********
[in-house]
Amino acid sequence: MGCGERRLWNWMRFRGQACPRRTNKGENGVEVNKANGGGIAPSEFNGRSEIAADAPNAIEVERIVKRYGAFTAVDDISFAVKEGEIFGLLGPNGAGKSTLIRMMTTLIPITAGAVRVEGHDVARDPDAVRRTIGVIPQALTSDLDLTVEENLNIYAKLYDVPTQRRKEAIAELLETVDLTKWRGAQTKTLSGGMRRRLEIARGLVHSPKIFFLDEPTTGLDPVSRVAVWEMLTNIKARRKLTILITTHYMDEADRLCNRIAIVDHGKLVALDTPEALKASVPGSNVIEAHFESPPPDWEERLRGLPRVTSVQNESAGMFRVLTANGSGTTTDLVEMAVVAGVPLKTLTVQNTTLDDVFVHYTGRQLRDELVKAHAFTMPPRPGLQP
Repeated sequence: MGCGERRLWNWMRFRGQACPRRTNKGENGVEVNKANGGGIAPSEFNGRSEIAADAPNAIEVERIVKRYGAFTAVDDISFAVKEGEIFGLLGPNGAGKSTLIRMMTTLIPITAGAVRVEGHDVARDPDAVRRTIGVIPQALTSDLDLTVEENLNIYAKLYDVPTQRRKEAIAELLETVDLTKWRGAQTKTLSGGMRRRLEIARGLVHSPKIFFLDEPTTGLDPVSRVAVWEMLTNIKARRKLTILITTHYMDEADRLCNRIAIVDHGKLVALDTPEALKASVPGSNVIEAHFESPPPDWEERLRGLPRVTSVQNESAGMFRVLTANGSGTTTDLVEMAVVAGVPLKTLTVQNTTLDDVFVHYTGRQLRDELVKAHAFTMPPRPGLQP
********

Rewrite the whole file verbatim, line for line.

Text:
[in-house]
Amino acid sequence: MGCGERRLWNWMRFRGQACPRRTNKGENGVEVNKANGGGIAPSEFNGRSEIAADAPNAIEVERIVKRYGAFTAVDDISFAVKEGEIFGLLGPNGAGKSTLIRMMTTLIPITAGAVRVEGHDVARDPDAVRRTIGVIPQALTSDLDLTVEENLNIYAKLYDVPTQRRKEAIAELLETVDLTKWRGAQTKTLSGGMRRRLEIARGLVHSPKIFFLDEPTTGLDPVSRVAVWEMLTNIKARRKLTILITTHYMDEADRLCNRIAIVDHGKLVALDTPEALKASVPGSNVIEAHFESPPPDWEERLRGLPRVTSVQNESAGMFRVLTANGSGTTTDLVEMAVVAGVPLKTLTVQNTTLDDVFVHYTGRQLRDELVKAHAFTMPPRPGLQP
Repeated sequence: MGCGERRLWNWMRFRGQACPRRTNKGENGVEVNKANGGGIAPSEFNGRSEIAADAPNAIEVERIVKRYGAFTAVDDISFAVKEGEIFGLLGPNGAGKSTLIRMMTTLIPITAGAVRVEGHDVARDPDAVRRTIGVIPQALTSDLDLTVEENLNIYAKLYDVPTQRRKEAIAELLETVDLTKWRGAQTKTLSGGMRRRLEIARGLVHSPKIFFLDEPTTGLDPVSRVAVWEMLTNIKARRKLTILITTHYMDEADRLCNRIAIVDHGKLVALDTPEALKASVPGSNVIEAHFESPPPDWEERLRGLPRVTSVQNESAGMFRVLTANGSGTTTDLVEMAVVAGVPLKTLTVQNTTLDDVFVHYTGRQLRDELVKAHAFTMPPRPGLQP